Later Poems

Per quella via che la bellezza corre
Per quella via che la bellezza corre
quando a svegliare Amor va ne la mente,
passa Lisetta baldanzosamente,
come colei che mi si crede tòrre.
E quando è giunta a piè di quella torre             5
che s’apre quando l’anima acconsente,
odesi voce dir subitamente:
“Volgiti, bella donna, e non ti porre:
però che dentro un’altra donna siede,
la qual di signoria chiese la verga                   10
tosto che giunse, e Amor glila diede”.
Quando Lisetta accommiatar si vede
da quella parte dove Amore alberga,
tutta dipinta di vergogna riede.
Along the Road Where Beauty’s Seen to Run
Along the road where beauty’s seen to run,
eager to waken Love within the mind,
boldly Lisetta comes, and looks like one
determined with her love my love to bind.
And when she finally has reached the tower         5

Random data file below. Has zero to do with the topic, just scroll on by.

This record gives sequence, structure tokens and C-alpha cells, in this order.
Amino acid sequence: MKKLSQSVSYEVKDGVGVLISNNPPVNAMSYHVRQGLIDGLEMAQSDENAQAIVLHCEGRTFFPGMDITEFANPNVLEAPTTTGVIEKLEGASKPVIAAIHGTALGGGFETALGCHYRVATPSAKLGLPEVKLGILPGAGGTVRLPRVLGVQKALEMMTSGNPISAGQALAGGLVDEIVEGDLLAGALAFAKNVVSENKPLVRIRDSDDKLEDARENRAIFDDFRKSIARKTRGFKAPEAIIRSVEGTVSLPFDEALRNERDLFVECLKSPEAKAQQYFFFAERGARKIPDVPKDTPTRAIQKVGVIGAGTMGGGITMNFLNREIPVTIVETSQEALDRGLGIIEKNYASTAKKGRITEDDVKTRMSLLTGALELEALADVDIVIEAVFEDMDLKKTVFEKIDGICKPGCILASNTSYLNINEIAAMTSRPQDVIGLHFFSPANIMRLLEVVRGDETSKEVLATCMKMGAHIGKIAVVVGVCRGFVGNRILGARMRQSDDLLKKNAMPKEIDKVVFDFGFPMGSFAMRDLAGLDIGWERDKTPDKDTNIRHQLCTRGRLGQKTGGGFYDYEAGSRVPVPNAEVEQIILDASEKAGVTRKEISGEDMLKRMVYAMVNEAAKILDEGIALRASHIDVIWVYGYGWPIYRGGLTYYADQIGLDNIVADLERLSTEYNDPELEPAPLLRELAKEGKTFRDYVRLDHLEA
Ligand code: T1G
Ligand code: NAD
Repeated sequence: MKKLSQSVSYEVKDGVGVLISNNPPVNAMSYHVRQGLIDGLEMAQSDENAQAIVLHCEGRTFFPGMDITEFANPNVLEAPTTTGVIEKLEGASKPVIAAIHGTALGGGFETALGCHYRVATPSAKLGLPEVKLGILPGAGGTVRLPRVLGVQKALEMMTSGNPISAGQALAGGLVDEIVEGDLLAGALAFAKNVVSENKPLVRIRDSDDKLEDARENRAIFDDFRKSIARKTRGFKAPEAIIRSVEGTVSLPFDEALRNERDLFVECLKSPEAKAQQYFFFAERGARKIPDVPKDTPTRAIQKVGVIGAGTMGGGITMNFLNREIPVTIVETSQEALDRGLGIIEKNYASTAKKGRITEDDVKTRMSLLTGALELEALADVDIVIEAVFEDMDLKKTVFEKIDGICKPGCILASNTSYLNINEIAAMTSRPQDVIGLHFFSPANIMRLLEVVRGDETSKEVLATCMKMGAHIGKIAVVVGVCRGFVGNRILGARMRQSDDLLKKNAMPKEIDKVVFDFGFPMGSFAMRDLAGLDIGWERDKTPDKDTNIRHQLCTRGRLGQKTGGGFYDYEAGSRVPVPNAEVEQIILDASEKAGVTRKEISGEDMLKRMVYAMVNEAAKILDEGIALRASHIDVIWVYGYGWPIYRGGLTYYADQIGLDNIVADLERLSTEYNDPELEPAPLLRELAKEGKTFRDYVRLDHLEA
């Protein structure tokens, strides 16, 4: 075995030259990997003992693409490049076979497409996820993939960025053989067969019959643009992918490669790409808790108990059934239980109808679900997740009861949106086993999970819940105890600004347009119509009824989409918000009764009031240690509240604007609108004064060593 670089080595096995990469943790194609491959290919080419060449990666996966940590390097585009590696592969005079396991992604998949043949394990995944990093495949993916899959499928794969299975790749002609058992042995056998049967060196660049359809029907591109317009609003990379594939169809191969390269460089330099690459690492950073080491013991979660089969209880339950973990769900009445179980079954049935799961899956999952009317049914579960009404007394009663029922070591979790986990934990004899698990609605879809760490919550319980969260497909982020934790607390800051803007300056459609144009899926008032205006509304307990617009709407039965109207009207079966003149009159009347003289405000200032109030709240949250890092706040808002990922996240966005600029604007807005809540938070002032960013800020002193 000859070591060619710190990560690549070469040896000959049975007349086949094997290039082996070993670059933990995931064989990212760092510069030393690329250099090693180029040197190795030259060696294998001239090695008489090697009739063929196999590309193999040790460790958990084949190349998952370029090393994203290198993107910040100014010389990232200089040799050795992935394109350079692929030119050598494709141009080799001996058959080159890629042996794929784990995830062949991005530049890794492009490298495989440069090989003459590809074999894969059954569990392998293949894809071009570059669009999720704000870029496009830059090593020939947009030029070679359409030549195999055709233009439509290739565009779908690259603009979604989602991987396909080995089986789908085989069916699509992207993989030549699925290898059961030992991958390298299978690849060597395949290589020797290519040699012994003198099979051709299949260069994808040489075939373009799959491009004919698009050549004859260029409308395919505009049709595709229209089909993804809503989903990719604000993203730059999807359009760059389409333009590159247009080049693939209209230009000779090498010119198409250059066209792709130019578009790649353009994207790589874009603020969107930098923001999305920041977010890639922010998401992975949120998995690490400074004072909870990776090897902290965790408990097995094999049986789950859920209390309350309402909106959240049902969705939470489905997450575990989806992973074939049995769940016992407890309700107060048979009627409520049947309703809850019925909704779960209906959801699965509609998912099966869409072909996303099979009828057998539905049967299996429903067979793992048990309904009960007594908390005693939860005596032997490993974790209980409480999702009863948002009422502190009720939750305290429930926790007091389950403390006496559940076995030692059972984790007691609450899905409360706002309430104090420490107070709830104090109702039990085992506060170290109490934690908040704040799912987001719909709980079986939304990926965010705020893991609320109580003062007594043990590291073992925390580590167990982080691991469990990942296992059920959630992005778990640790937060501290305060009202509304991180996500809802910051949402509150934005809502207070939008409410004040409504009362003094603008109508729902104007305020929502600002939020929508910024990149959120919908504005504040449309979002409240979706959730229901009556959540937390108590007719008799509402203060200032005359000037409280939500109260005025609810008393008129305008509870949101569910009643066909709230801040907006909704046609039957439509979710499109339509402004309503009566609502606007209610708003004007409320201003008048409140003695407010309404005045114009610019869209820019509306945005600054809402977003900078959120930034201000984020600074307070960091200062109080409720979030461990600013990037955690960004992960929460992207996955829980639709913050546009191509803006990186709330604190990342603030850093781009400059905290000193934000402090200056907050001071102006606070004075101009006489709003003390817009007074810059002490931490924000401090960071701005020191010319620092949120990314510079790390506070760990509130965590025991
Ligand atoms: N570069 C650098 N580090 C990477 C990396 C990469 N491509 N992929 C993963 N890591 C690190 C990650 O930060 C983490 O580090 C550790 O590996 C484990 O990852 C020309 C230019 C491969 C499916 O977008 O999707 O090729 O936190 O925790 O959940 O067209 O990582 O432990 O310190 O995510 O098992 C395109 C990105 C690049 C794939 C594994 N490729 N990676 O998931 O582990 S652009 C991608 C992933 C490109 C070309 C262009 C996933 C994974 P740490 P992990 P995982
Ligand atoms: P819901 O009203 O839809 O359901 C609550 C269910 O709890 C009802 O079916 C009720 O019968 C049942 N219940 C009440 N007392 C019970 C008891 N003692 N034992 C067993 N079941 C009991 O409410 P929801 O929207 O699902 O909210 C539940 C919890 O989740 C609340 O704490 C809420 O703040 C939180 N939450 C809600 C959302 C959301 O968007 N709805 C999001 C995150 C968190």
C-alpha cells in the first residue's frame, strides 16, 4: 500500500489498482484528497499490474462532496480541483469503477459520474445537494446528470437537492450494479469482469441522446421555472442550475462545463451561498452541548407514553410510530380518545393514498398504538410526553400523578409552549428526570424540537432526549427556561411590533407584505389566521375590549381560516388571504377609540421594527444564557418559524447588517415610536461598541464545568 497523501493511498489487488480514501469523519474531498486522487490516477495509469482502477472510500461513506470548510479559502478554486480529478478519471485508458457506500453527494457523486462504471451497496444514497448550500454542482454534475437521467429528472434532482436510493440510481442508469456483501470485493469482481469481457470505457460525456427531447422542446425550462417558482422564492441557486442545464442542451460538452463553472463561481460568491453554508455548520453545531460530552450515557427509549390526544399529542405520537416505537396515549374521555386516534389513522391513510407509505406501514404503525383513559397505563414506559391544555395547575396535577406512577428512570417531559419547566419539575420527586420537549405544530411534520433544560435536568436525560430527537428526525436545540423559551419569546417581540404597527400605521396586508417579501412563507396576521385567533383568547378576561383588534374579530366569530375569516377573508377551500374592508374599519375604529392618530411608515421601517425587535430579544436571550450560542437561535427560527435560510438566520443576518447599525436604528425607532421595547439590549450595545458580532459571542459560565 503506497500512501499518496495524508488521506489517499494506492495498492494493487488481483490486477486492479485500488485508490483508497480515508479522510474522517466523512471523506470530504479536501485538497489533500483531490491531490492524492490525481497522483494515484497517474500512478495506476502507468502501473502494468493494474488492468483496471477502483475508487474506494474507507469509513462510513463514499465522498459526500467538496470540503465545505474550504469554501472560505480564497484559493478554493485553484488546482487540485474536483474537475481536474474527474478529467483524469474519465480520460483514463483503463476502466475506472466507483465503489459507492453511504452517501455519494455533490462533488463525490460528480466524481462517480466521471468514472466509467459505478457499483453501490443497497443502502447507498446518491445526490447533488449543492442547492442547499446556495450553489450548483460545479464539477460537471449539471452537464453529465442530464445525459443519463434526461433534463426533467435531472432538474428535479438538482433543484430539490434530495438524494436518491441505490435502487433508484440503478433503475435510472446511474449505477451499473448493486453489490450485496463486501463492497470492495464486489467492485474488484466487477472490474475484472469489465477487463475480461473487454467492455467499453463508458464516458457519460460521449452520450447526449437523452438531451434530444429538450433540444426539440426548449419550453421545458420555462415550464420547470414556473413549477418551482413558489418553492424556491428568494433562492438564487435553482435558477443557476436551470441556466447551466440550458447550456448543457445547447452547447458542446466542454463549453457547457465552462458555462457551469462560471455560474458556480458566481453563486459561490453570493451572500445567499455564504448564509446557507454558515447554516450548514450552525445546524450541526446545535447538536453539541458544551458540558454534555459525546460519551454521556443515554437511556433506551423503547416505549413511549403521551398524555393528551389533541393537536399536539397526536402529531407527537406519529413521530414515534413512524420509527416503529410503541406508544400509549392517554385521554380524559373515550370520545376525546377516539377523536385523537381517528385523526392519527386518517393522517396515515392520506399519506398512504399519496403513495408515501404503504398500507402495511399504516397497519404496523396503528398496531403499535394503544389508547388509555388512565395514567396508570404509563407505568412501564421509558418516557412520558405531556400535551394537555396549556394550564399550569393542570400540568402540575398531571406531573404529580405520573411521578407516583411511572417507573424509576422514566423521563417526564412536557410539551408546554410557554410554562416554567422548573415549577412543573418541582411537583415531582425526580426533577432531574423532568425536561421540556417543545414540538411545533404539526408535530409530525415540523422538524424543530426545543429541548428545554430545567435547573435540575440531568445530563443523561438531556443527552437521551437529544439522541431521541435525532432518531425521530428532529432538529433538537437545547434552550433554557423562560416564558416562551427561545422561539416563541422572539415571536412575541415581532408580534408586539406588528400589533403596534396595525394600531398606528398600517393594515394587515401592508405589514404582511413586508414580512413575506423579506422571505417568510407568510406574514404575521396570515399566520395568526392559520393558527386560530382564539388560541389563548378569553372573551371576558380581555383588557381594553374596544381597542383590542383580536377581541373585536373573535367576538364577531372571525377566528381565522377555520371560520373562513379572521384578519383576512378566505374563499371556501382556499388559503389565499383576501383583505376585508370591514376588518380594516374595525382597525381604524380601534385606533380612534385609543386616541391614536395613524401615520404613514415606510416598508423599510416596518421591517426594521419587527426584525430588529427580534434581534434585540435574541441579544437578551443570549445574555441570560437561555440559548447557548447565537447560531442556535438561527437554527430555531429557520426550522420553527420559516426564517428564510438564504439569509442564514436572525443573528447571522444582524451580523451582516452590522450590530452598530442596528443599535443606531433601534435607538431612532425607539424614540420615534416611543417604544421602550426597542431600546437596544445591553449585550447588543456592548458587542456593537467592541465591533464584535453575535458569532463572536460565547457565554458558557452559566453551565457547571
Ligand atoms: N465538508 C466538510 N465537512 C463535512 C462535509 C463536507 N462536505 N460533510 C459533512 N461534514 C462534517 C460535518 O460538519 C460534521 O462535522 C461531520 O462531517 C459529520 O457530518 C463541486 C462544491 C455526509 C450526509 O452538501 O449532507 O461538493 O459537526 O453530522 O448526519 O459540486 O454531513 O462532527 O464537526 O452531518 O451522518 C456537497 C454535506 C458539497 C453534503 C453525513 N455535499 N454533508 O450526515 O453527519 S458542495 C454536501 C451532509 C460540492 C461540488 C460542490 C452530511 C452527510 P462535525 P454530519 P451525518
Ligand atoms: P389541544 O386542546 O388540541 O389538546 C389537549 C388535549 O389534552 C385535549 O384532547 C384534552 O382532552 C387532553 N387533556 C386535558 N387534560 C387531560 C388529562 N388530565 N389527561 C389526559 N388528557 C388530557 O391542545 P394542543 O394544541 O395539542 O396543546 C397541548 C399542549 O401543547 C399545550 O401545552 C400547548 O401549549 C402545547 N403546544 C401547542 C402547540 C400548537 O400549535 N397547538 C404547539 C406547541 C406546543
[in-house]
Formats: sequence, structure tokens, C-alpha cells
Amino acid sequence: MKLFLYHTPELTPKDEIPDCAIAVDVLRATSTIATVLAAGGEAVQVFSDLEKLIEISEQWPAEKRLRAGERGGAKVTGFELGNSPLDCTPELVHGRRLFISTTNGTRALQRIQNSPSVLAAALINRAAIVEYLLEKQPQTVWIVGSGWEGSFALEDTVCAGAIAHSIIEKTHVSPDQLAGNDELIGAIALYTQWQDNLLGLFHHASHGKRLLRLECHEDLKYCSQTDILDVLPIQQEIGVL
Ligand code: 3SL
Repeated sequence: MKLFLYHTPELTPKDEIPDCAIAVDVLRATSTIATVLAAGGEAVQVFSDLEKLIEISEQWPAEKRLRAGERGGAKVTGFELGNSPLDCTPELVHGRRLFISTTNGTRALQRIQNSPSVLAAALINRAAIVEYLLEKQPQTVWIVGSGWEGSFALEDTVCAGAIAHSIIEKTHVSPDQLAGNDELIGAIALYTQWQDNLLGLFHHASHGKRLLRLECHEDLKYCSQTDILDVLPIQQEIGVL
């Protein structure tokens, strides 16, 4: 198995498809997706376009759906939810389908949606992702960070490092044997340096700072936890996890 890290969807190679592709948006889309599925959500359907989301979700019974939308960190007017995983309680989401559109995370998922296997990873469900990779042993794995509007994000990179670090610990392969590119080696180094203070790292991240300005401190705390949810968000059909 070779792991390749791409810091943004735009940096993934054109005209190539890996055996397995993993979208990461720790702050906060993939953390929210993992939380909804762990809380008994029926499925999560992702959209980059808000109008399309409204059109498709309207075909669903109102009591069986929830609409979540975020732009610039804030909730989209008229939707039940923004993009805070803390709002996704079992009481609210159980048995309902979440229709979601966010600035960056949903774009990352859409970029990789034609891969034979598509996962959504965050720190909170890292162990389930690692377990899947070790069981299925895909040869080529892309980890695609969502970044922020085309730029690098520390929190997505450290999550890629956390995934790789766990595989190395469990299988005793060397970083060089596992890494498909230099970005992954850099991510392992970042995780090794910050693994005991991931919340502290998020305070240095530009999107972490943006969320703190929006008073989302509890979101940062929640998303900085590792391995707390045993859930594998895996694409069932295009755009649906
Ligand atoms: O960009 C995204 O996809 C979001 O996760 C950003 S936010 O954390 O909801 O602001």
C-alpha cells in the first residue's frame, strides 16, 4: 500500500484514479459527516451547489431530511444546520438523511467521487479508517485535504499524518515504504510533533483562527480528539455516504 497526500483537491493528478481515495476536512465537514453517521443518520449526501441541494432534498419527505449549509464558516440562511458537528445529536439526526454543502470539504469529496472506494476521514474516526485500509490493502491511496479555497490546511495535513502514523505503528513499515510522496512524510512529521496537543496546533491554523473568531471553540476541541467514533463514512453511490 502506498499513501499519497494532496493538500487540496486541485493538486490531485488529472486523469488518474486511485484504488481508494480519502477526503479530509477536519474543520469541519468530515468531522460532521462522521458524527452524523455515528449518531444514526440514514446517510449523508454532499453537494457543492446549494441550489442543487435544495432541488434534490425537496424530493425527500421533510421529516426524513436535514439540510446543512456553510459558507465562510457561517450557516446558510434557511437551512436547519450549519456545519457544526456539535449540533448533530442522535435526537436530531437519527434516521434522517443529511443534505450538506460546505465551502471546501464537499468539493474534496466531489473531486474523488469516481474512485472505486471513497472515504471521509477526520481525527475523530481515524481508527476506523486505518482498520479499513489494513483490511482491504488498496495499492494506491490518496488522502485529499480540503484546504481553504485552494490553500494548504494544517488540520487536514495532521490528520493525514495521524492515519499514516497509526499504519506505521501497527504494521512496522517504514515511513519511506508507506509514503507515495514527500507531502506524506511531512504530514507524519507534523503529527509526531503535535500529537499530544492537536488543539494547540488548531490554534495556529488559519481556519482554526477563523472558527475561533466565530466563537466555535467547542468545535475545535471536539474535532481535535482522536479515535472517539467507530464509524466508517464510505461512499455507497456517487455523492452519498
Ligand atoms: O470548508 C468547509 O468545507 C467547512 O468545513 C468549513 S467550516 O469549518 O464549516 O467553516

which opens when the kindly soul agrees,
a voice is heard to utter suddenly:
“Turn back, beautiful lady: enter not,
“because another lady reigns in here,
who, as she came, begged Love to let her have   10
his scepter, and he pleased her then and there.”
So, when you see Lisetta quickly go
away from that one place where Love does live,
away she goes, shame painted on her face.


Along the Road Where Beauty’s Seen to Run / (Per quella via che la bellezza corre)
The identity of the woman, Lisetta, remains an insoluble puzzle. The verse, “when she finally has reached the tower”: means when she has conquered my mind. (See Convivio, II,ii,3). Is this Lisetta, the “donna gentile” of Vita Nuova, 35-38, who was trying to usurp Beatrice’s place? It is quite possible, as Barbi and Foster-Boyde have shown.

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